Home Delivery (short story)
||This article's lead section may not adequately summarize key points of its contents. (February 2013)|
|Genre(s)||Science fiction horror comedy short story|
|Published in||The Book of the Dead (1st release),
Nightmares & Dreamscapes
|Media type||Print (Paperback)|
"Home Delivery" is a short story by Stephen King. It was first published in the zombie anthology Book Of The Dead (1989) and later included in King's short story collection Nightmares & Dreamscapes (1993).
The protagonist of the story is Maddie Pace, a timid and indecisive young woman who lives on a small island named Gennesault (or "Jenny"), off the coast of Maine. Maddie is both pregnant and a widow, having recently lost her husband in a fishing boat accident.
After a scattering of initial outbreaks, dead bodies all over the world begin to reanimate en masse and attack the living. The source of the phenomenon is eventually traced to a bizarre, presumably alien, construct in orbit high above the Earth's south pole (more precisely "above the hole in the ozone layer".) A space shuttle under joint American-Chinese authority visits the site and promptly meets with disaster. One of the crew survives just long enough to report that the target object appears to be a giant ball of seething worms which attack and rip open the shuttle. He reports that the crew's mangled remains are still alive. "Ching-Ling Soong--or rather, Ching-Ling Soong's severed head, one means to say-- just floated past me, and her eyes were open and blinking. She appeared to recognize me, and to--". The Shuttle exploded three seconds later. Further attempts to destroy the ball fail, the zombie plague spreads, and civilization collapses.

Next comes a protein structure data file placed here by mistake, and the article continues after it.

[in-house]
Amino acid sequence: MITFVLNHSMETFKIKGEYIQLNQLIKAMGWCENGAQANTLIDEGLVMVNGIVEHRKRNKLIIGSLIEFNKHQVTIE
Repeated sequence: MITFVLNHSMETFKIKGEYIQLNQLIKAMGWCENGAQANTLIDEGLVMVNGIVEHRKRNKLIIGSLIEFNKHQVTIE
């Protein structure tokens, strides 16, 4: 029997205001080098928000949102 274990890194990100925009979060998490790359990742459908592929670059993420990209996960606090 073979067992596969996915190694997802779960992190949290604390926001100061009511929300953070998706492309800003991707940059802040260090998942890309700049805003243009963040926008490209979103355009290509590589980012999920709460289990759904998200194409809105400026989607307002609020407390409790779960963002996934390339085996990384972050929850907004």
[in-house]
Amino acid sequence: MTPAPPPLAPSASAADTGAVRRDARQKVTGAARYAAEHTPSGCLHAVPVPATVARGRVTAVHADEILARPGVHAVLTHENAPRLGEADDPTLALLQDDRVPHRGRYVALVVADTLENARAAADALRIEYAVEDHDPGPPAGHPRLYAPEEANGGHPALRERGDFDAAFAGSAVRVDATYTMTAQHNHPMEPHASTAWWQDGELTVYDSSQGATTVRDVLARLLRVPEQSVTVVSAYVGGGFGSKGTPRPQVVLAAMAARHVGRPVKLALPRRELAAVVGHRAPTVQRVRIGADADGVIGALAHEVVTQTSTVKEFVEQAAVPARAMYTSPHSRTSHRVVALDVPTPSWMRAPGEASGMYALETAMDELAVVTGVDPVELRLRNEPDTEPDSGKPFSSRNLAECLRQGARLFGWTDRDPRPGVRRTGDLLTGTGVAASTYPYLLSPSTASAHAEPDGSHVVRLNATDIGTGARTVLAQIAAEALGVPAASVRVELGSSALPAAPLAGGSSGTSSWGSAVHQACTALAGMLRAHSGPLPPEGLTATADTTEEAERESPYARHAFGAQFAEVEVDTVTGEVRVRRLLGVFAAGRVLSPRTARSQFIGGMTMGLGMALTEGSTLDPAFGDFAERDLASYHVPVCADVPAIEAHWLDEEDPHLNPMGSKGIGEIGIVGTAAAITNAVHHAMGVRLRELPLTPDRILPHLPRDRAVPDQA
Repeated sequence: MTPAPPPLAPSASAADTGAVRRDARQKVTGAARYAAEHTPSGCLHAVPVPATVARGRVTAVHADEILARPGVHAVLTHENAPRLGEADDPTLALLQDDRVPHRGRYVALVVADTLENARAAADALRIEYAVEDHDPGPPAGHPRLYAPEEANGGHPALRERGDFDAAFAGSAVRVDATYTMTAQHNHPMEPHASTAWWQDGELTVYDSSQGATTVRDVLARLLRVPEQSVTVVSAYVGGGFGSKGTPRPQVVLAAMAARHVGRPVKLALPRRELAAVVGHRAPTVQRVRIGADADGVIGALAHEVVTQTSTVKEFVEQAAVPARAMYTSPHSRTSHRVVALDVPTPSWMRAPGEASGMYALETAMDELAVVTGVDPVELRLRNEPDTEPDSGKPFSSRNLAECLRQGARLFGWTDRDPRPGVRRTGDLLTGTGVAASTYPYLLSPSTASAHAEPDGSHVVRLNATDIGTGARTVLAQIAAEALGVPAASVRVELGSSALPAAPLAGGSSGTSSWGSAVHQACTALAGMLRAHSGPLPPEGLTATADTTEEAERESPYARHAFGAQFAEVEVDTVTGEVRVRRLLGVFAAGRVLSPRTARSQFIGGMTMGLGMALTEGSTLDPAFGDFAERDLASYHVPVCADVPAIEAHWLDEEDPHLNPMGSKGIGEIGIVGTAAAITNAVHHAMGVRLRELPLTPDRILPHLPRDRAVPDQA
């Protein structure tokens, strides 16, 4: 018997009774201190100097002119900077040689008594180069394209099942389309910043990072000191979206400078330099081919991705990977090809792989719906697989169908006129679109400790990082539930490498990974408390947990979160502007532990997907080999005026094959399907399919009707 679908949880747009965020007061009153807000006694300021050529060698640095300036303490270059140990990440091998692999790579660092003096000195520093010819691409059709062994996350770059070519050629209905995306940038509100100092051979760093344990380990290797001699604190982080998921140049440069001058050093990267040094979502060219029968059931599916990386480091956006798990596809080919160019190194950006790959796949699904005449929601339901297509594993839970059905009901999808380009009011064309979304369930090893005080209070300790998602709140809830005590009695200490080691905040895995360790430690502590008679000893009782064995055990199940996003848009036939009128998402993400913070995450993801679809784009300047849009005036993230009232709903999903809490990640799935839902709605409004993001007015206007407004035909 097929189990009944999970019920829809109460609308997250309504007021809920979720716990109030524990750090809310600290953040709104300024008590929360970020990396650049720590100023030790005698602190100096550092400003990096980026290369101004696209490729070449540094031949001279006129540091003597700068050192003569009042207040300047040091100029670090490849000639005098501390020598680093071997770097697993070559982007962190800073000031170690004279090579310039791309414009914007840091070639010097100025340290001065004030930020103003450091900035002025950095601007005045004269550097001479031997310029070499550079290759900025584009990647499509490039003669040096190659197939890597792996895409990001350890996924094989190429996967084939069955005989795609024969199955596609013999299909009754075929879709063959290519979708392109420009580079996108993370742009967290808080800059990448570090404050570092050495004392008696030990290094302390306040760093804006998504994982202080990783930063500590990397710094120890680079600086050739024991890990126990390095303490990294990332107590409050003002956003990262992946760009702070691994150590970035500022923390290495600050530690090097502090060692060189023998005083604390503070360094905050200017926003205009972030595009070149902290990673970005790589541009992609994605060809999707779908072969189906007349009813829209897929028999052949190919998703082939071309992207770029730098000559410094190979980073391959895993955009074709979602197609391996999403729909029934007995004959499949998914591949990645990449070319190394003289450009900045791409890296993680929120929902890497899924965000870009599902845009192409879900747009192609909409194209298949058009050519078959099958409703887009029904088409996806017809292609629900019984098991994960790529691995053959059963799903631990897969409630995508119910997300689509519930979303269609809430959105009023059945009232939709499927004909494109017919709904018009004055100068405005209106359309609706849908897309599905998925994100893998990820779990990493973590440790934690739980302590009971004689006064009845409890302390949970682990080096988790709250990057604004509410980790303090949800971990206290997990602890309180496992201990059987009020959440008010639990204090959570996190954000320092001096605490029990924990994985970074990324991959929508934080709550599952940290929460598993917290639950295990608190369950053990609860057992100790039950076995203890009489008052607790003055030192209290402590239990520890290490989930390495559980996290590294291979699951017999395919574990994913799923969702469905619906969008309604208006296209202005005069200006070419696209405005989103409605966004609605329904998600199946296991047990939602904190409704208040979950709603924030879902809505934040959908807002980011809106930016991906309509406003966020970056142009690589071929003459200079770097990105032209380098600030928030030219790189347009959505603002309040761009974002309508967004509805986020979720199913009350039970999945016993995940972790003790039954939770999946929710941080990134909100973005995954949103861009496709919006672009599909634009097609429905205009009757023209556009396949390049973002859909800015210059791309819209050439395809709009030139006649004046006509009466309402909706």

All of this is witnessed by Maddie and Jenny's other inhabitants. They gather up all the available firearms to prepare for their own attack, which all too soon erupts from the island's small cemetery. The island's men are forced to destroy the zombies of their dead loved ones as they crawl out of their graves. The still-moving pieces of the reanimated corpses are then burned with kerosene and the remains plowed underground by a bulldozer. Frank Daggett, the elderly man who did most of the organizing of the successful defense, suffers a fatal heart attack and has himself blasted to pieces so he won't reanimate.
While she is hearing about the battle at the cemetery from her neighbor, Maddie recalls her own confrontation with the animated corpse of her husband, come back to get her from the bottom of the sea. She succeeds in singlehandedly destroying him/it and faces the future, however grim, with renewed confidence and hope.
There are some differences between the versions published in The Book of the Dead and Nightmares and Dreamscapes, none of which are significant to the plot. Most notably, the space expedition in the original publication was U.S.-Soviet; the change in the later publication reflects the end of the Cold War.
In September 2009, the story was optioned as a theatrical release and was in pre-production. No release date has been set at this time.
|This article is outdated. (March 2014)|
George Beahm said that the story is "quintessential King" and that King writes the characters with "considerable skill and sympathy".
- This scenario is impossible outside of fiction; an object could not physically sit stationary above the Pole while in the type of low Earth orbit that the Space Shuttle could access.
- "Home delivery: Servicio a domicilio". Internet Movie Database. Retrieved 2012-04-05.
- "Ryuhei Kitamura and Stephen King Making a Home Delivery". Dread Central. 2009-09-10. Retrieved 2012-04-05.
- Beahm, George (1998). Stephen King from A to Z: An Encyclopedia of His Life and Work. Andrews McMeel Publishing. p. 97. ISBN 9780836269147.